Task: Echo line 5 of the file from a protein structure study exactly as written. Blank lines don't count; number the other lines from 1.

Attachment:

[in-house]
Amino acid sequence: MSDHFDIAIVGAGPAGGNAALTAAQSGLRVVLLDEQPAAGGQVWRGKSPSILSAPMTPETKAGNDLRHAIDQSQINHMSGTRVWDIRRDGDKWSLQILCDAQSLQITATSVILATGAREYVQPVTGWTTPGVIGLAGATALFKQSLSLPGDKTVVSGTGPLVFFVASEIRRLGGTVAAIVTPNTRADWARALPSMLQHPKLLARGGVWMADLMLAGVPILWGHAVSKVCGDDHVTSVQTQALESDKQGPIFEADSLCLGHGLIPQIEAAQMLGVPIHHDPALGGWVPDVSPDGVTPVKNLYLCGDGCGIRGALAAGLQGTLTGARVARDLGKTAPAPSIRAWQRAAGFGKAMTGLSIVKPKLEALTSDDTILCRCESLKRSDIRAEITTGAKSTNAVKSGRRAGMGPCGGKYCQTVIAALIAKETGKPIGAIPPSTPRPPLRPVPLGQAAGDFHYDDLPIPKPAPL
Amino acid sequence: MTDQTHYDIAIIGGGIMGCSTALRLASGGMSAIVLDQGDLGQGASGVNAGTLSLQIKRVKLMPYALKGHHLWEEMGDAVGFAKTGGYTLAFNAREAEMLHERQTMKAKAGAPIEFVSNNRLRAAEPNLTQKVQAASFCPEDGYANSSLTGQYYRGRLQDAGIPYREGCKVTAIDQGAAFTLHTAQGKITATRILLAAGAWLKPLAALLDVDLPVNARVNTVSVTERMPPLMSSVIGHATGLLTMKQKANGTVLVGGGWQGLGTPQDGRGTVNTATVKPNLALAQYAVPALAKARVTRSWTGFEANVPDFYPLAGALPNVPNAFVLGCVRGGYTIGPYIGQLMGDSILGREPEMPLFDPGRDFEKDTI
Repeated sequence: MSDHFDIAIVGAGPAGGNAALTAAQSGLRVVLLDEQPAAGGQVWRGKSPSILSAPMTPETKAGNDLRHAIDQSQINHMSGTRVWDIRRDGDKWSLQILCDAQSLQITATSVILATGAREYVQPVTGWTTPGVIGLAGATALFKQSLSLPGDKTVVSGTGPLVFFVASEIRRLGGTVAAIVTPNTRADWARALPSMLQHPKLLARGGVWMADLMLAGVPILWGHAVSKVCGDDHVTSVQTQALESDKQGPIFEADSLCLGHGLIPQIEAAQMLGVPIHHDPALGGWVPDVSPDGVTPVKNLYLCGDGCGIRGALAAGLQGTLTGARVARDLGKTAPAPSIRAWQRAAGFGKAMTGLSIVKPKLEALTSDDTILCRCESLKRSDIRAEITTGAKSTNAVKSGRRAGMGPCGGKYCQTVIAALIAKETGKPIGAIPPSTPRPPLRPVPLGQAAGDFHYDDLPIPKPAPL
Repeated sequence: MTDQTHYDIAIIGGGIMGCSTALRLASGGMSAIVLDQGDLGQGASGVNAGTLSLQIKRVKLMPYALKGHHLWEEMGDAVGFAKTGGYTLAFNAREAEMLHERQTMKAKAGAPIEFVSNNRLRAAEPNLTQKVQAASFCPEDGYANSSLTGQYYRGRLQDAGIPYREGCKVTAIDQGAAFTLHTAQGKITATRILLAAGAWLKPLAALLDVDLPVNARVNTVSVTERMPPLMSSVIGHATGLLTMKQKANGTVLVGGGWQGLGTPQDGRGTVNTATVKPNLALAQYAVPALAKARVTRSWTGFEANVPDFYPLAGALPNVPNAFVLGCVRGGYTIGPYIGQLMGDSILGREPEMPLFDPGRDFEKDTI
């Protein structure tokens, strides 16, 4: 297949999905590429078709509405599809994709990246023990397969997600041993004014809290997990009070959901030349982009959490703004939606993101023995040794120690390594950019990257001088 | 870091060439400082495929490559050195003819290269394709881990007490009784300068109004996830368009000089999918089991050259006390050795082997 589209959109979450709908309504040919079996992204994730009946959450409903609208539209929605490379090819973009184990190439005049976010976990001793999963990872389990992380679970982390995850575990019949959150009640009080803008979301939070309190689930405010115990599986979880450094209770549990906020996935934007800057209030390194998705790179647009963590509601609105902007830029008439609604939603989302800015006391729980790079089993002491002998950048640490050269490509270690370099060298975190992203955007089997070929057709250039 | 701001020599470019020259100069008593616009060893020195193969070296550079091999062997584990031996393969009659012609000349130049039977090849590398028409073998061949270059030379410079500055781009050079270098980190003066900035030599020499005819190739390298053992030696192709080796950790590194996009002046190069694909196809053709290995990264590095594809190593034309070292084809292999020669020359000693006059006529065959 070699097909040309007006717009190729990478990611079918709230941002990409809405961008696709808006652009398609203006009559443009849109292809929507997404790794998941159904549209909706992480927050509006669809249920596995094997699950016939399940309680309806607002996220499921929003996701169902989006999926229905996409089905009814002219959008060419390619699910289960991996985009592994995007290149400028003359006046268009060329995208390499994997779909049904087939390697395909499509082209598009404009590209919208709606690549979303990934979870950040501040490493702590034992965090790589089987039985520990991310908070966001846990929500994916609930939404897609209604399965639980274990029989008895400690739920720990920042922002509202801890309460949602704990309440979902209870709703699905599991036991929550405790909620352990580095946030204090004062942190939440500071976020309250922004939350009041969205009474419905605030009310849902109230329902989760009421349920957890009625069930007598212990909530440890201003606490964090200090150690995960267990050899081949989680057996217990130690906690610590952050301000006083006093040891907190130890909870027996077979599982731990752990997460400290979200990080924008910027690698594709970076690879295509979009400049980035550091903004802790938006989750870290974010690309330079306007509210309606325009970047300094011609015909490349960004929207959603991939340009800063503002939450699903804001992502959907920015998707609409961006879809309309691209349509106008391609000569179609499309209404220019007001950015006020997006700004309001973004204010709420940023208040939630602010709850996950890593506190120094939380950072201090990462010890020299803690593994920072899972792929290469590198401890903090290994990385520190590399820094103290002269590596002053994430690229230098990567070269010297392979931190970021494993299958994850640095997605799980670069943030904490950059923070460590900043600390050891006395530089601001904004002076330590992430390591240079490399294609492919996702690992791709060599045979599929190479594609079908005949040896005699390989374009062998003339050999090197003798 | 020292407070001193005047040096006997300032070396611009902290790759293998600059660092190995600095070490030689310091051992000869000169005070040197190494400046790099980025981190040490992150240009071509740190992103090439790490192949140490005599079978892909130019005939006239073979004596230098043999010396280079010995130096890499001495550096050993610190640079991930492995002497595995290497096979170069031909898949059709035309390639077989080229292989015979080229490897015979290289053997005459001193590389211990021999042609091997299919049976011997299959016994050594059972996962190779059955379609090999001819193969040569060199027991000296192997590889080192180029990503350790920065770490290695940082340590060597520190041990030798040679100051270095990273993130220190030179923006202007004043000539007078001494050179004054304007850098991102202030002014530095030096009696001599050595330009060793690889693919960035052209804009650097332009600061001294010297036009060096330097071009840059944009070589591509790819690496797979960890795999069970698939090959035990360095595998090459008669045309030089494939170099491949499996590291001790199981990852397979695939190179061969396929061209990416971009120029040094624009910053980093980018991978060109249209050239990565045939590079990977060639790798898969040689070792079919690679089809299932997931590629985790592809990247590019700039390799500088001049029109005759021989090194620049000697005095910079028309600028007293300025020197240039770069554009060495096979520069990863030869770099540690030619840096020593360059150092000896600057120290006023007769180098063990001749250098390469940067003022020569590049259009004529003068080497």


Repeated sequence: MTDQTHYDIAIIGGGIMGCSTALRLASGGMSAIVLDQGDLGQGASGVNAGTLSLQIKRVKLMPYALKGHHLWEEMGDAVGFAKTGGYTLAFNAREAEMLHERQTMKAKAGAPIEFVSNNRLRAAEPNLTQKVQAASFCPEDGYANSSLTGQYYRGRLQDAGIPYREGCKVTAIDQGAAFTLHTAQGKITATRILLAAGAWLKPLAALLDVDLPVNARVNTVSVTERMPPLMSSVIGHATGLLTMKQKANGTVLVGGGWQGLGTPQDGRGTVNTATVKPNLALAQYAVPALAKARVTRSWTGFEANVPDFYPLAGALPNVPNAFVLGCVRGGYTIGPYIGQLMGDSILGREPEMPLFDPGRDFEKDTI